Antigua, Guatemala is one of the most popular places in the world to study Spanish and there are scores of schools to choose from there. In Summer 2008 I spent 10 weeks studying Spanish in Antigua and the following year I also took classes in Xela as well as in Granada, Nicaragua (also very popular Spanish study destinations). During my various studies I regularly asked other students I met for opinions about their schools. Obviously, with so many schools in town, there is a wide range of opinions, quality, etc. What I have concluded is that the following are the primary issues to consider in choosing a school:
Teachers – Ultimately, this is the single most important issue since a bad teacher will ruin an otherwise good school and vice-versa. I think the biggest concern is usually experience. That 22-year old may be the nicest person you’ve ever met, but if they don’t know how to teach well, have a firm grasp of grammar, etc. you won’t get the most out of your learning time.
Another consideration is flexibility. Sometimes this is a function of the school but almost always it is a function of the teacher’s personality and experience. You may have specific learning objectives that conflict somewhat with the style or system used by your school and/or teacher. If the teacher is flexible, s/he will adapt to meet your goals and interests. If not, you will be wishing you chose a different school.
You may also want to discuss with your teacher your preferred learning style. Some people are more visual, some learn more from trying than from books, etc. And, some prefer to be corrected regularly, while others find that frustrating or discouraging. Some students are primarily interested in basic communication skills while others want to master the grammar. This could be important in deciding how fast you will progress from one topic to the next. Again, a good teacher will accommodate your learning style and preference.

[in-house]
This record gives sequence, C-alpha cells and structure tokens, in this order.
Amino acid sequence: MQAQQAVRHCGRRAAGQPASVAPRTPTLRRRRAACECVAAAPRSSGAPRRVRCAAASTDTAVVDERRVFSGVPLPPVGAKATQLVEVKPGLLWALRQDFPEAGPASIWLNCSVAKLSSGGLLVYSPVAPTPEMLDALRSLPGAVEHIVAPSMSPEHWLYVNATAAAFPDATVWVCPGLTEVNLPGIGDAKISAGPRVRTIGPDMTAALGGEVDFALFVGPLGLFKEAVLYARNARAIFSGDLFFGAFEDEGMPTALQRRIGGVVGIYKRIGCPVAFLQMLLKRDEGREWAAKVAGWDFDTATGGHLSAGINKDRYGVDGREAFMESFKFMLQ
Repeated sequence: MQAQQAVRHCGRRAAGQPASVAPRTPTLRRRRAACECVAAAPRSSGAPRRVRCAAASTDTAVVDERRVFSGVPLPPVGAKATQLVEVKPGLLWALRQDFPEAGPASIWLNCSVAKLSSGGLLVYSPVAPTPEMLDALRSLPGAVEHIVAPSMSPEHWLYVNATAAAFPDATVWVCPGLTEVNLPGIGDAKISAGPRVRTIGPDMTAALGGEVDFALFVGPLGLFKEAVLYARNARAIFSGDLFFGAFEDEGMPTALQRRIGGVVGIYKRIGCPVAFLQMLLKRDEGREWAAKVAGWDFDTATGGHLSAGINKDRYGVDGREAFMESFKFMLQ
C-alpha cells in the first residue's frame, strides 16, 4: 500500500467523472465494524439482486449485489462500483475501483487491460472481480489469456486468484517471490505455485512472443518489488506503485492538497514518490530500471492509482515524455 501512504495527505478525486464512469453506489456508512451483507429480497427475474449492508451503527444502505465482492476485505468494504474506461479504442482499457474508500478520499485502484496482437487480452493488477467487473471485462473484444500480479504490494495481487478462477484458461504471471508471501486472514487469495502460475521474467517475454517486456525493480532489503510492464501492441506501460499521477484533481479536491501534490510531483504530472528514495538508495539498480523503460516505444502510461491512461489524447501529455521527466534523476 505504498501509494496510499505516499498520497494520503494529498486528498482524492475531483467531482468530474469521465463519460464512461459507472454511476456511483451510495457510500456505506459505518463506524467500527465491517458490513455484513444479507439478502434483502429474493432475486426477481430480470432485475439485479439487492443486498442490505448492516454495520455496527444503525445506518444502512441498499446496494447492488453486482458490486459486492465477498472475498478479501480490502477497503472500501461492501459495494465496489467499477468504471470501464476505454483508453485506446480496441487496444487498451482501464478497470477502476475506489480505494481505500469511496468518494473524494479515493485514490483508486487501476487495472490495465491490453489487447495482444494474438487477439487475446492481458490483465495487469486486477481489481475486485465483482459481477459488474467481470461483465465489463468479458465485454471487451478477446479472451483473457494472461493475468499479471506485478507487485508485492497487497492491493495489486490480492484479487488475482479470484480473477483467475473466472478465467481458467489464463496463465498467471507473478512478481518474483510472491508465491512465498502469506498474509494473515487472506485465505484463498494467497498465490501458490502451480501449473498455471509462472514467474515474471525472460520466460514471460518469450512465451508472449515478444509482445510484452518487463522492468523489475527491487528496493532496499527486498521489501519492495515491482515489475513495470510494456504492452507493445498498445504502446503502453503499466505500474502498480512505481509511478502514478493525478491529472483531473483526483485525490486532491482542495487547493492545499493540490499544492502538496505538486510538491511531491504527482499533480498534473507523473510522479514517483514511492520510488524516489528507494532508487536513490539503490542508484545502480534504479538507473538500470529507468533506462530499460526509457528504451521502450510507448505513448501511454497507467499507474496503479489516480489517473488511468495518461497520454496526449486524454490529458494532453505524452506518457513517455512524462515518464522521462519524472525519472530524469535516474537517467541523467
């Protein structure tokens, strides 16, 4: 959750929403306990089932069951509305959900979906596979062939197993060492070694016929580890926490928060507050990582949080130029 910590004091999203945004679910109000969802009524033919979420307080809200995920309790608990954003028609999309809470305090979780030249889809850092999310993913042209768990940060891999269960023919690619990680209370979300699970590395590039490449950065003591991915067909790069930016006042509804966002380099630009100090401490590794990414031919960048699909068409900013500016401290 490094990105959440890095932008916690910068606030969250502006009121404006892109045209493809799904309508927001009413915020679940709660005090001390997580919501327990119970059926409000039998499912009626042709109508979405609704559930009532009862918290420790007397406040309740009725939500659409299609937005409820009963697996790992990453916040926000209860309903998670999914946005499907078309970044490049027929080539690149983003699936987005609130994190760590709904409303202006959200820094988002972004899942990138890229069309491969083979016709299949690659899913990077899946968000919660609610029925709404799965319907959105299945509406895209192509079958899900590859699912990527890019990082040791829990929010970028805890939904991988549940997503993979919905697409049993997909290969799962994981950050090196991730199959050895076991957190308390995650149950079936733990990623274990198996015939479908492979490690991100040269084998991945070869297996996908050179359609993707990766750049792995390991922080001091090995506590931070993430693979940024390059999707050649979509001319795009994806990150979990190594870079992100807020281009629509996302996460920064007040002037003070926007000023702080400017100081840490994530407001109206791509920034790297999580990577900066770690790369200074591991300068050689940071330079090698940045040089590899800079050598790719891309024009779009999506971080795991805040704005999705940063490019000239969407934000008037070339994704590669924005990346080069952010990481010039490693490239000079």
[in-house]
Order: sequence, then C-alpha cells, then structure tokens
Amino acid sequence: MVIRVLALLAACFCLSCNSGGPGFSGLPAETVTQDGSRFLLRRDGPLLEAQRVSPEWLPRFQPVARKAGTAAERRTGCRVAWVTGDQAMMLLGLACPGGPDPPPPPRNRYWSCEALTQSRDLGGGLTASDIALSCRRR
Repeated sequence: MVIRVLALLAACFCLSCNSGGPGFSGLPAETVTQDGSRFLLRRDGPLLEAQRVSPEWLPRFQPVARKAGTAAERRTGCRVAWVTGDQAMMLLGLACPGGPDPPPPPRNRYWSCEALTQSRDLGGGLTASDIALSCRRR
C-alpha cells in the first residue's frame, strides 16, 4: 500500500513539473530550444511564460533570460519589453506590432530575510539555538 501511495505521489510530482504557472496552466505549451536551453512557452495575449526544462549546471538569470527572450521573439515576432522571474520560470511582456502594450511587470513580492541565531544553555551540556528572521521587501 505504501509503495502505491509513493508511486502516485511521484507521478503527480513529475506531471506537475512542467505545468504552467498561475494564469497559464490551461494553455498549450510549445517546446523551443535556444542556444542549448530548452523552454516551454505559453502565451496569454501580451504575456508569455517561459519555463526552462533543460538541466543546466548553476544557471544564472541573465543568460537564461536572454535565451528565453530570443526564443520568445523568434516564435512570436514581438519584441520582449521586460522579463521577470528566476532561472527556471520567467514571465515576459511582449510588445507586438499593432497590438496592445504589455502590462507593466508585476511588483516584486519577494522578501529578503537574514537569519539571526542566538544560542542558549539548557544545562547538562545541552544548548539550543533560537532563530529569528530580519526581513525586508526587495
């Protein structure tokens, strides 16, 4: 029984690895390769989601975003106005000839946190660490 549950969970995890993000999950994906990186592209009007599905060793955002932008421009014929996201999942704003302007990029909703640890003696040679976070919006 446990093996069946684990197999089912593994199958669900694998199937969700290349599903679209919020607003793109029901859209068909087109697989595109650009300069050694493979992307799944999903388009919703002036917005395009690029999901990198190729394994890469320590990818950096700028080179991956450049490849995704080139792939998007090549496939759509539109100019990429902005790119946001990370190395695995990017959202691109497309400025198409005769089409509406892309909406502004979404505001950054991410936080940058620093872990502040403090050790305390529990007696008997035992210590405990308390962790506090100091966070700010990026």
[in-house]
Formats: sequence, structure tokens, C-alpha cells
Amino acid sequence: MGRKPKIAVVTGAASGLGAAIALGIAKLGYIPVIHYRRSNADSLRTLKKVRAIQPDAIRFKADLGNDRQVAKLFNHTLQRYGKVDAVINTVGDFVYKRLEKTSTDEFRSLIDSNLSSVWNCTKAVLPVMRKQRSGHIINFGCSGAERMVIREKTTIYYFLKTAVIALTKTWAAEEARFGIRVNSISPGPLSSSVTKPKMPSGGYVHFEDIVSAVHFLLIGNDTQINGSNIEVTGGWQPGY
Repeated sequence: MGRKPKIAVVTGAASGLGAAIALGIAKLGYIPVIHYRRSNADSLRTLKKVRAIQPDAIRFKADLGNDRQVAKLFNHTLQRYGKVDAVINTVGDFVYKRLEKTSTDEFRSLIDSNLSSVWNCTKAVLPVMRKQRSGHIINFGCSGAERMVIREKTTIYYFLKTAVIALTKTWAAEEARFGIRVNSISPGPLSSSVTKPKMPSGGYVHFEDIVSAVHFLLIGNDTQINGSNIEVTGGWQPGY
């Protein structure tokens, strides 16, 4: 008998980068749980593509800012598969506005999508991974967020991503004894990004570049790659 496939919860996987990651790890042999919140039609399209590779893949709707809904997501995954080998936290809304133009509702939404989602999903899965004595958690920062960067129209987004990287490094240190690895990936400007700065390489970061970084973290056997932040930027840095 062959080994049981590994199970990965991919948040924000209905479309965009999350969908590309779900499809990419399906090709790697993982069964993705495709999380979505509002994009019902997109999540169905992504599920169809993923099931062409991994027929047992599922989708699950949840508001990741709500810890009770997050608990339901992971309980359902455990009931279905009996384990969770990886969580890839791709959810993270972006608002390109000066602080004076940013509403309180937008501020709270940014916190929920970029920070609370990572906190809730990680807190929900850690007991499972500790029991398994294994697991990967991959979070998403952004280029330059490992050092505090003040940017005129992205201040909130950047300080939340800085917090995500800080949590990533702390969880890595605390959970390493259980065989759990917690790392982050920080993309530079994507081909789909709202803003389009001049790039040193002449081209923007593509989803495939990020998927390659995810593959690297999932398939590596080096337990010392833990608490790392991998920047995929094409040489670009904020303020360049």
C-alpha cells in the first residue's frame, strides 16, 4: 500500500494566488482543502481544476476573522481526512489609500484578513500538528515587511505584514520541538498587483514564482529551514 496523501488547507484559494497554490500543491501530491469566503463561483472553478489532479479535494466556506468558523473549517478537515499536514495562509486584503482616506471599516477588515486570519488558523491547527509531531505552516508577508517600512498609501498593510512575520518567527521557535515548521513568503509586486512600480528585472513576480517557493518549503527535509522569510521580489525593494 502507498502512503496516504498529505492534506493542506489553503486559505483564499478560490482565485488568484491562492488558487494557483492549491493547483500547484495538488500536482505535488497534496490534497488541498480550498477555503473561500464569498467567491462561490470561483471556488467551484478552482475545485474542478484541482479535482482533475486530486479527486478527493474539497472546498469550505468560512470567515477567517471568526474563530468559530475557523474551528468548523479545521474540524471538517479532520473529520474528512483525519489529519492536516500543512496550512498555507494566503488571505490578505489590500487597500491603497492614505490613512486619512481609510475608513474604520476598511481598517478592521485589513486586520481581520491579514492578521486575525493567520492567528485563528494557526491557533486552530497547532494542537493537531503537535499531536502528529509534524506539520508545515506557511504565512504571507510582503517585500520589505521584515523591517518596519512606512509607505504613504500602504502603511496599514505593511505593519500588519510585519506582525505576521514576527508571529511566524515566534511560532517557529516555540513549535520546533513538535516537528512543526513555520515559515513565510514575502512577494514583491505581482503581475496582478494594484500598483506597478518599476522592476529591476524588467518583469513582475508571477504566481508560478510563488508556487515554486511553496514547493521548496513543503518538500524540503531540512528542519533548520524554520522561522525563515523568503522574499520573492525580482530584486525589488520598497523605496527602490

One final thing to consider is whether you want to have one teacher or multiple teachers. I see pros and cons to both choices. At first, I planned to switch teachers regularly, thinking that exposure to different teaching styles, accents, ways of speaking, etc. would be good for my learning. I still generally believe that, but I ended up studying with one of the very best teachers in Antigua and I was starting from a beginning level. So, what I ultimately decided was to stick with her until I finished studying all of the basic grammar. I met others who studied in larger schools and who rotated teachers occasionally. Some of them were happy with the situation (especially if they didn’t like their first teacher) but others (most) seemed to end up having a mix of good and so-so teachers. If I had to do it again, I think a good compromise would be to stick with one good teacher for the basic learning 4 hours each day and then get a different teacher to focus on conversation for 2 hours in the afternoon.
System – As far as I can tell, there are only a handful of schools that seem to actually have a well planned system of instruction. I’m not trying to argue that one is necessary to have a good school. It really depends on your goals. If you are interested in starting from a beginner level and mastering all the grammar, then I think a good system of materials, ordering of learning principles, etc. is a huge advantage. If you only want to spend a week studying survival phrases or if you are an advanced student trying to refresh, learn a specialized vocabulary, or generally advance to the next level, such a system is probably of little use. Having said that, if/when you study the subjunctive I would make sure your school has some good materials for this as most I have seen only cover the very basic uses and there are in fact a great many (spanning four “moods”).